This paper deals with the logical form of quantified sentences. Its purpose is to elucidate one plausible sense in which quantified sentences can adequately be represented in the language of first-order logic. Section 1 introduces some basic notions drawn from general quantification theory. Section 2 outlines a crucial assumption, namely, that logical form is a matter of truth-conditions. Section 3 shows how the truth-conditions of quantified sentences can be represented in the language of first-order logic consistently with some established undefinability (...)
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  30. Fred Johnson (1994). Syllogisms with Fractional Quantifiers. Journal of Philosophical Logic 23 (4):401 - 422.
    Aristotle's syllogistic is extended to include denumerably many quantifiers such as 'more than 2/3' and 'exactly 2/3.' Syntactic and semantic decision procedures determine the validity, or invalidity, of syllogisms with any finite number of premises. One of the syntactic procedures uses a natural deduction account of deducibility, which is sound and complete. The semantics for the system is non-classical since sentences may be assigned a value other than true or false. Results about symmetric systems are given. And reasons are given (...)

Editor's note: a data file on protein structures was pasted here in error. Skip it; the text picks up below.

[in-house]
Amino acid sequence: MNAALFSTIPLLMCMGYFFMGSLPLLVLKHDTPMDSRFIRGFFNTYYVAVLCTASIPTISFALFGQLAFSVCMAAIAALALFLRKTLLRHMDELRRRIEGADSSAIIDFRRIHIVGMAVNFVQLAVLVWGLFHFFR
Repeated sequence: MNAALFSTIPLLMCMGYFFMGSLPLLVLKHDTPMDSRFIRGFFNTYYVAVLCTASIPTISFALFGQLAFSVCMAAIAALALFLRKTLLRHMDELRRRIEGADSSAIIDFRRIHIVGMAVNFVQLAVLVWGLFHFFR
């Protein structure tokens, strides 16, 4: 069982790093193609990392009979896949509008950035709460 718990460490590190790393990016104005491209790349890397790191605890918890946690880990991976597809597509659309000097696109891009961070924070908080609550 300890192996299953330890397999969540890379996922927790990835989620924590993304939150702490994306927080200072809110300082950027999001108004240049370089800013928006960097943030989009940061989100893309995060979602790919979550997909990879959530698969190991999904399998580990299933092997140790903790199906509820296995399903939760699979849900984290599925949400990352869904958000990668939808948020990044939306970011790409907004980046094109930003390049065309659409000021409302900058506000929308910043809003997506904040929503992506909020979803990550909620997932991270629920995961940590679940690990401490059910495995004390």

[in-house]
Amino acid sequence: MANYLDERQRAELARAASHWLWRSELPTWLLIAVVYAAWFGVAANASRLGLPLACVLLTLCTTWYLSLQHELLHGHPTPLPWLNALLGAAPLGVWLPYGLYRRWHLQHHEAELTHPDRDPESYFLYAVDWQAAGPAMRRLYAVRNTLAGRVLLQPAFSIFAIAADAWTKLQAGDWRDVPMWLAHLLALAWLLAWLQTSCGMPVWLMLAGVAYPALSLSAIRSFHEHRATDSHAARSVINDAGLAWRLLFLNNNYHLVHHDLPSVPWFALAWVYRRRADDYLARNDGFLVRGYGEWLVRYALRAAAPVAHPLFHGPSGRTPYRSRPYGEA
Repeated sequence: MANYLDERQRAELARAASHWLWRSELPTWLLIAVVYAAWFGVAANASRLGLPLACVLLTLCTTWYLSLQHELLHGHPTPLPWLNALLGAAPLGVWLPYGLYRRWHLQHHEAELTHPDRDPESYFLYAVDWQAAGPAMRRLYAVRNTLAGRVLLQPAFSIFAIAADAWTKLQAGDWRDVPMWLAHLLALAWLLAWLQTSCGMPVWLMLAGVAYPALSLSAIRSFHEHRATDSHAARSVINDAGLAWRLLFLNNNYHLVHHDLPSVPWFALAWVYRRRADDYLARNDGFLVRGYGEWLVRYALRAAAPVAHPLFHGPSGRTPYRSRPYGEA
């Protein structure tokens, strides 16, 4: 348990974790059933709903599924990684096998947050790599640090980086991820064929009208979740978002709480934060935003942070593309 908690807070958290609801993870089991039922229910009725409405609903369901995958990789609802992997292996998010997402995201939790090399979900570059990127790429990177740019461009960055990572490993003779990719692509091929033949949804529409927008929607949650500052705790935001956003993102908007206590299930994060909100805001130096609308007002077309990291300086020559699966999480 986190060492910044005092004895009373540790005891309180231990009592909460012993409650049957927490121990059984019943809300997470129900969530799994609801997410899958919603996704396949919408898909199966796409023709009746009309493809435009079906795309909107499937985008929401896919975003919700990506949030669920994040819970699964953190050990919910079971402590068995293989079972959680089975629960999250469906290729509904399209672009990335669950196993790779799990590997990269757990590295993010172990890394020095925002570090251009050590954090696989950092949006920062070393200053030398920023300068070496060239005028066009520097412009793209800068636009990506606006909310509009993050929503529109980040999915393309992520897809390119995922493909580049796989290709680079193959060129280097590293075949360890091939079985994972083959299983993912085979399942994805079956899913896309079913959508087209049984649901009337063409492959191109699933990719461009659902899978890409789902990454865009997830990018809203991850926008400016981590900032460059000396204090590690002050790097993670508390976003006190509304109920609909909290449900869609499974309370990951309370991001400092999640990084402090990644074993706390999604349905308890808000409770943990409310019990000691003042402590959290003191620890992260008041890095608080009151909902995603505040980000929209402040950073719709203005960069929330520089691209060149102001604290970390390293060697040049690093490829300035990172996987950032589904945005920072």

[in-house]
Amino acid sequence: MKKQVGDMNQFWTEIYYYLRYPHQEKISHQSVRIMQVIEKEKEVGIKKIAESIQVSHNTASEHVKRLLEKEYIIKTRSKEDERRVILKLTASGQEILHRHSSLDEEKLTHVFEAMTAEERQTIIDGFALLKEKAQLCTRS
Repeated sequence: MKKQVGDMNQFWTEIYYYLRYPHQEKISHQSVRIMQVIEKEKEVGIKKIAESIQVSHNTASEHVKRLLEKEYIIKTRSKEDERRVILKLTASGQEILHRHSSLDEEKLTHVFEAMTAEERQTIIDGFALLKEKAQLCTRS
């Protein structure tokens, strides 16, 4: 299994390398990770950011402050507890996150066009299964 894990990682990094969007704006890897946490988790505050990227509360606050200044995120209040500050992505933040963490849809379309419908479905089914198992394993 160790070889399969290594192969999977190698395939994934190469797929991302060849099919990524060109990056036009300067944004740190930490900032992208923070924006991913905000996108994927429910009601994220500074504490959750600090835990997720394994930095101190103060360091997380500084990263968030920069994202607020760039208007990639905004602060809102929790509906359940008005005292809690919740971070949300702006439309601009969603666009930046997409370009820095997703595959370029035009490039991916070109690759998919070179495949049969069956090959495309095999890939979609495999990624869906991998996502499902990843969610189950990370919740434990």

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  31. H. Jerome Keisler & Wafik Boulos Lotfallah (2004). First Order Quantifiers in Monadic Second Order Logic. Journal of Symbolic Logic 69 (1):118-136.
    This paper studies the expressive power that an extra first order quantifier adds to a fragment of monadic second order logic, extending the toolkit of Janin and Marcinkowski [JM01]. We introduce an operation $esists_{n}(S)$ on properties S that says "there are n components having S". We use this operation to show that under natural strictness conditions, adding a first order quantifier word u to the beginning of a prefix class V increases the expressive power monotonically in u. As a corollary, (...)
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  32. Steven T. Kuhn (1980). Quantifiers as Modal Operators. Studia Logica 39 (2-3):145 - 158.
    Montague, Prior, von Wright and others drew attention to resemblances between modal operators and quantifiers. In this paper we show that classical quantifiers can, in fact, be regarded as S5-like operators in a purely propositional modal logic. This logic is axiomatized and some interesting fragments of it are investigated.
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  33. Shalom Lappin, Intensional First-Order Logic with Types.
    The paper presents Property Theory with Curry Typing (PTCT) where the language of terms and well-formed formulæ are joined by a language of types. In addition to supporting fine-grained intensionality, the basic theory is essentially first-order, so that implementations using the theory can apply standard first-order theorem proving techniques. Some extensions to the type theory are discussed, type polymorphism, and enriching the system with sufficient number theory to account for quantifiers of proportion, such as “most.”.